ESR1 – Marc Scherer

Marc Scherer

Host: Weizmann Institute, Israel
Supervisors: Prof. Sarel Fleishman (WI), Olga Khersonsky (WI)

ESR 1: Design of nanobodies with tunable target affinities

“Our work as scientists is directed towards future innovations and technologies. By doing so, we have the chance to enable a better future for all living being on this planet.

The Fleishman lab develops reliable protein design algorithms that allow tuning of central properties of proteins such as thermostability, expressibility, and affinities towards a target molecule. In this context, I am applying design calculations to highly dynamic proteins as small molecule binders which are of great relevance for the construction of biosensors in general. The main goal is to deepen our knowledge about the interplay of structure, function, and dynamics of proteins to speed up the process of biosensor optimization.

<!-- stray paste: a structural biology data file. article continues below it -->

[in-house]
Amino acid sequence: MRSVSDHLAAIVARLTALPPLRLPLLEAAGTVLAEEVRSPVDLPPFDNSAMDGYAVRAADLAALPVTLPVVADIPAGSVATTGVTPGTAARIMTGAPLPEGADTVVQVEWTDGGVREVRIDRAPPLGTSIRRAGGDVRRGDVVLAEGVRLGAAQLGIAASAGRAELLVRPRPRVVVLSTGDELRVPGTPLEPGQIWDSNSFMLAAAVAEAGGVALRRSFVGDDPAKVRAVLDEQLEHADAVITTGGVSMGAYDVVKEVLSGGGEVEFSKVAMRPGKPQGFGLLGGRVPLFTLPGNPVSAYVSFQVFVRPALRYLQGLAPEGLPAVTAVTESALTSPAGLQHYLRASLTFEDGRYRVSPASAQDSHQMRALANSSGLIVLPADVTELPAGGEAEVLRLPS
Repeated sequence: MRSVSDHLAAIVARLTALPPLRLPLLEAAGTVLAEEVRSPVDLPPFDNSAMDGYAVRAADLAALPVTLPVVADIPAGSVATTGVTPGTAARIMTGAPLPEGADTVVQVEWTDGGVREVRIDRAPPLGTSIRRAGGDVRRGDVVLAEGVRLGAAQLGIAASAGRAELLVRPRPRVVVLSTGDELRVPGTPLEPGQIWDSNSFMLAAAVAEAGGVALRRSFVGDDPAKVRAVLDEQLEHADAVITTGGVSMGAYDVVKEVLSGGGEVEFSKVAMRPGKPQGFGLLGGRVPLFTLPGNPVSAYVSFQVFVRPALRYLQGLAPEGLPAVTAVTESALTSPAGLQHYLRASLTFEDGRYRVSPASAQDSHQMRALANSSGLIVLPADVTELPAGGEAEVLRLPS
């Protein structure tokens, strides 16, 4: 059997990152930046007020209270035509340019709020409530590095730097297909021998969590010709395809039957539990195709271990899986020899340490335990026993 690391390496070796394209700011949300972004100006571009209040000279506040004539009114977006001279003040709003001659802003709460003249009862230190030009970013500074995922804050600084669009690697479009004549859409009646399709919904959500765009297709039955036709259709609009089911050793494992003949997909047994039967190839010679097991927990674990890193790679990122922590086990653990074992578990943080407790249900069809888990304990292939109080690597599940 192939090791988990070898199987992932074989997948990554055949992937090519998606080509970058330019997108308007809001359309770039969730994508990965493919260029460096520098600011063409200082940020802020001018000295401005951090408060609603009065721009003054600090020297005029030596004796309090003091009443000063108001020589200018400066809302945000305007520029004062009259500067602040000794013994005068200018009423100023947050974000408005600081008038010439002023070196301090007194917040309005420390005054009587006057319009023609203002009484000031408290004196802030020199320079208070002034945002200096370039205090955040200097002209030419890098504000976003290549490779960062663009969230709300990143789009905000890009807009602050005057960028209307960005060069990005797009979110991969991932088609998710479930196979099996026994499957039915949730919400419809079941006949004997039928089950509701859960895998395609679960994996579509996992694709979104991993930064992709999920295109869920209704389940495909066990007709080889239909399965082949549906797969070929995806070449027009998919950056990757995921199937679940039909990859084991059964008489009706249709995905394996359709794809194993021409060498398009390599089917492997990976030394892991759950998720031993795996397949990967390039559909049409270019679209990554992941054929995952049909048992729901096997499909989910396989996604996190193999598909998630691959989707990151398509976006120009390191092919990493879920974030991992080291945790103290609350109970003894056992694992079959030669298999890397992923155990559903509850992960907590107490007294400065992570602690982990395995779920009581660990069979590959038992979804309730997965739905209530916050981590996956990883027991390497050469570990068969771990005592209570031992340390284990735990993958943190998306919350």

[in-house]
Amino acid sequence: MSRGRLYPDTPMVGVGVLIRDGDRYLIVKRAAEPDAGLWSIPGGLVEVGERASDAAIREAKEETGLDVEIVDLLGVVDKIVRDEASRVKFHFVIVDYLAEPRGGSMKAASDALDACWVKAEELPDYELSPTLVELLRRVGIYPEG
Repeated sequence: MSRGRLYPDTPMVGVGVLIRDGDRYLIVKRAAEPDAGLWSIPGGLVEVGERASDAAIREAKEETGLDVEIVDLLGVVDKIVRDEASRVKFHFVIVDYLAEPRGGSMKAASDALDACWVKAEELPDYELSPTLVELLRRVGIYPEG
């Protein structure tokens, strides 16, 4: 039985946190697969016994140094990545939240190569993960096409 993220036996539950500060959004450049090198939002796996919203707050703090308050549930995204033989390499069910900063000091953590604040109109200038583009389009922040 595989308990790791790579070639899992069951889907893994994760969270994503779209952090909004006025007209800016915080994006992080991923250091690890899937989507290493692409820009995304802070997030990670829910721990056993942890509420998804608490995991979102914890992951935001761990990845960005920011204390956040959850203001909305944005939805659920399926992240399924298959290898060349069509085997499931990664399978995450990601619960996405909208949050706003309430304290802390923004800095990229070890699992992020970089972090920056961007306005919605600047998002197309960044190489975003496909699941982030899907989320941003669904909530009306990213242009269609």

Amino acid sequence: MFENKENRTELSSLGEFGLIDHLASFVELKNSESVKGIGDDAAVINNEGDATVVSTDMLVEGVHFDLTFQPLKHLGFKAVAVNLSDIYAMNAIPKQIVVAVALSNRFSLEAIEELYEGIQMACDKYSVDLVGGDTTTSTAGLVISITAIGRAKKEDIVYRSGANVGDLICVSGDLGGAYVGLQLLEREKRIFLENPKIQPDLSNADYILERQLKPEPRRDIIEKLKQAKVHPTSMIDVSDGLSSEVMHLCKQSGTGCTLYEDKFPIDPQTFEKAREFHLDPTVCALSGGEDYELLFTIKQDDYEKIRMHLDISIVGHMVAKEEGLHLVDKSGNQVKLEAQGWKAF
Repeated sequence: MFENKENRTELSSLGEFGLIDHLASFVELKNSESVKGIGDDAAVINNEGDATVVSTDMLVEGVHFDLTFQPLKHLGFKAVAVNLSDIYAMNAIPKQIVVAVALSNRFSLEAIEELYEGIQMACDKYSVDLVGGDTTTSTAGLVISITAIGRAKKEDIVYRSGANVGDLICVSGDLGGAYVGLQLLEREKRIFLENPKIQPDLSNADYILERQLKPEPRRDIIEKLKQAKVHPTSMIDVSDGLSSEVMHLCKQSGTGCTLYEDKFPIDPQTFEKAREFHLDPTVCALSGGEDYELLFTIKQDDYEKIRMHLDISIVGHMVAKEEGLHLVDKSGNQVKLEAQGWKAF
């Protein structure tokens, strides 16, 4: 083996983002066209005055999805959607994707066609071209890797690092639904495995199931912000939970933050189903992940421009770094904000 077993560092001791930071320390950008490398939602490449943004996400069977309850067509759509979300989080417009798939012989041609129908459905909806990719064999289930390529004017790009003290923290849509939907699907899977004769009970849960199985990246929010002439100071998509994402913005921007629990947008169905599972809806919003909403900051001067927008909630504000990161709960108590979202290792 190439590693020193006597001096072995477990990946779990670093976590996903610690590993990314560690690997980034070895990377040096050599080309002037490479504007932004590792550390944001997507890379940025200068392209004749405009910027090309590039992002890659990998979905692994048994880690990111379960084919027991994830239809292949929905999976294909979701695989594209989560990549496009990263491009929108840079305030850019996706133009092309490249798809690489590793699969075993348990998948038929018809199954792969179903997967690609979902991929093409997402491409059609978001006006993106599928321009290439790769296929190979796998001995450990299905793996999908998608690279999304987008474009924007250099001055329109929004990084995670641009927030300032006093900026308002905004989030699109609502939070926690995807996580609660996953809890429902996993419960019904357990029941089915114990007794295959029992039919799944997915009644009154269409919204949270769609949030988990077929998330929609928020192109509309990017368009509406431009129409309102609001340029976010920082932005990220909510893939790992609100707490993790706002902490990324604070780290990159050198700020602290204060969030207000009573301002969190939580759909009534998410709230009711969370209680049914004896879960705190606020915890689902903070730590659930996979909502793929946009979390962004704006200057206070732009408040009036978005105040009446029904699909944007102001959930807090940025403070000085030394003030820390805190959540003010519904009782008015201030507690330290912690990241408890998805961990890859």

We will implement these strategies to design binders towards small molecules and peptides of interest to biosensor design. 1) Design a repertoire based on the natural NTF2-fold protein from which steroid binders can be isolated via FACS sorting. The repertoire will be screened against corticosteroid hormones that are critical for measuring stress-related conditions. 2) Design a repertoire based on naturally occurring peptide binders, such as the PDZ domain. This repertoire will enable isolating binders of peptides and proteins.

I was born in a small town in the north of Bavaria, Germany, called Lichtenfels. My personal interest in trying to help solving the most urgent problems of humanity as finding cure for devastating diseases or solutions to avoid the climate crisis motivated me to follow my scientific path. If I am not working on the lab bench, I am enjoying my free time with playing football and ultimate frisbee or mixing electronic music.

Since I  started studying biochemistry at the University of Wuerzburg, Germany, I was fascinated by the complexity and beauty of protein structures and function. Over the years of my studies in Wuerzburg and during an internship at Imperial College London, I had the chance to observe this complexity and beauty of proteins from a variety of perspectives ranging from biomedical sciences to biophyics, from metabolic engineering to bioinformatics. I am strongly motivated to use this scientific background to improve the function of proteins for sustainable biotechnology and biosensor applications by computational design.